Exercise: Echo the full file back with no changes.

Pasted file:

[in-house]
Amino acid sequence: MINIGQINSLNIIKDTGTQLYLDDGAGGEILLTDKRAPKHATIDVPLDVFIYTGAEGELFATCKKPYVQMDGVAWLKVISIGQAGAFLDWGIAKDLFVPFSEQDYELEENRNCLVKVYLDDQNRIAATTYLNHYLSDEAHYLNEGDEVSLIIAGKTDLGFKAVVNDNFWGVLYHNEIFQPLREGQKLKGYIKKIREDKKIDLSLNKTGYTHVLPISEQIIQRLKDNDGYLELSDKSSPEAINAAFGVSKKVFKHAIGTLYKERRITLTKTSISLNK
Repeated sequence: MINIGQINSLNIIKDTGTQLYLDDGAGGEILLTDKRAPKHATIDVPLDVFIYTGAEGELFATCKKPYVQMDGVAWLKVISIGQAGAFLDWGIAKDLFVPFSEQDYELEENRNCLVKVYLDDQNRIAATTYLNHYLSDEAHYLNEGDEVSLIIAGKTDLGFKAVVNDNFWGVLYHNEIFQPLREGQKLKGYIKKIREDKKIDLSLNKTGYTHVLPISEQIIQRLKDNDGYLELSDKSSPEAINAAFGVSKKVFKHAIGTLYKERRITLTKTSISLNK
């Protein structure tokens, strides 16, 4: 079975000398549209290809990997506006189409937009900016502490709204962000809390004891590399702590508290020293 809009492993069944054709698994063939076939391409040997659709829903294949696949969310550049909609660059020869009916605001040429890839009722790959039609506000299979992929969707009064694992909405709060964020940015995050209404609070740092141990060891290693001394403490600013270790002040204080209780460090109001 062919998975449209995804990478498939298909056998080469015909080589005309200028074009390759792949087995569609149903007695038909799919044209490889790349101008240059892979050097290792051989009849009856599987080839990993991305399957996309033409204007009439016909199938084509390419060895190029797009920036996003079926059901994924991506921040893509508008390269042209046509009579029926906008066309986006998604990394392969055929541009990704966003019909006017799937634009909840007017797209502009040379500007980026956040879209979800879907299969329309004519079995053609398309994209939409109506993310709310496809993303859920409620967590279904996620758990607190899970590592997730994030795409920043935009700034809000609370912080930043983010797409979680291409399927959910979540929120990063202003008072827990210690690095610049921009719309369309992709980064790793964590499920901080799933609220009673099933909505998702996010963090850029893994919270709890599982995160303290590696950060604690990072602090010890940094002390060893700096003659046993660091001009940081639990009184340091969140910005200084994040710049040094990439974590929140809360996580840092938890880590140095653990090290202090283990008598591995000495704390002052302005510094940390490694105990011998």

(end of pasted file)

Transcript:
[in-house]
Amino acid sequence: MINIGQINSLNIIKDTGTQLYLDDGAGGEILLTDKRAPKHATIDVPLDVFIYTGAEGELFATCKKPYVQMDGVAWLKVISIGQAGAFLDWGIAKDLFVPFSEQDYELEENRNCLVKVYLDDQNRIAATTYLNHYLSDEAHYLNEGDEVSLIIAGKTDLGFKAVVNDNFWGVLYHNEIFQPLREGQKLKGYIKKIREDKKIDLSLNKTGYTHVLPISEQIIQRLKDNDGYLELSDKSSPEAINAAFGVSKKVFKHAIGTLYKERRITLTKTSISLNK
Repeated sequence: MINIGQINSLNIIKDTGTQLYLDDGAGGEILLTDKRAPKHATIDVPLDVFIYTGAEGELFATCKKPYVQMDGVAWLKVISIGQAGAFLDWGIAKDLFVPFSEQDYELEENRNCLVKVYLDDQNRIAATTYLNHYLSDEAHYLNEGDEVSLIIAGKTDLGFKAVVNDNFWGVLYHNEIFQPLREGQKLKGYIKKIREDKKIDLSLNKTGYTHVLPISEQIIQRLKDNDGYLELSDKSSPEAINAAFGVSKKVFKHAIGTLYKERRITLTKTSISLNK
């Protein structure tokens, strides 16, 4: 079975000398549209290809990997506006189409937009900016502490709204962000809390004891590399702590508290020293 809009492993069944054709698994063939076939391409040997659709829903294949696949969310550049909609660059020869009916605001040429890839009722790959039609506000299979992929969707009064694992909405709060964020940015995050209404609070740092141990060891290693001394403490600013270790002040204080209780460090109001 062919998975449209995804990478498939298909056998080469015909080589005309200028074009390759792949087995569609149903007695038909799919044209490889790349101008240059892979050097290792051989009849009856599987080839990993991305399957996309033409204007009439016909199938084509390419060895190029797009920036996003079926059901994924991506921040893509508008390269042209046509009579029926906008066309986006998604990394392969055929541009990704966003019909006017799937634009909840007017797209502009040379500007980026956040879209979800879907299969329309004519079995053609398309994209939409109506993310709310496809993303859920409620967590279904996620758990607190899970590592997730994030795409920043935009700034809000609370912080930043983010797409979680291409399927959910979540929120990063202003008072827990210690690095610049921009719309369309992709980064790793964590499920901080799933609220009673099933909505998702996010963090850029893994919270709890599982995160303290590696950060604690990072602090010890940094002390060893700096003659046993660091001009940081639990009184340091969140910005200084994040710049040094990439974590929140809360996580840092938890880590140095653990090290202090283990008598591995000495704390002052302005510094940390490694105990011998």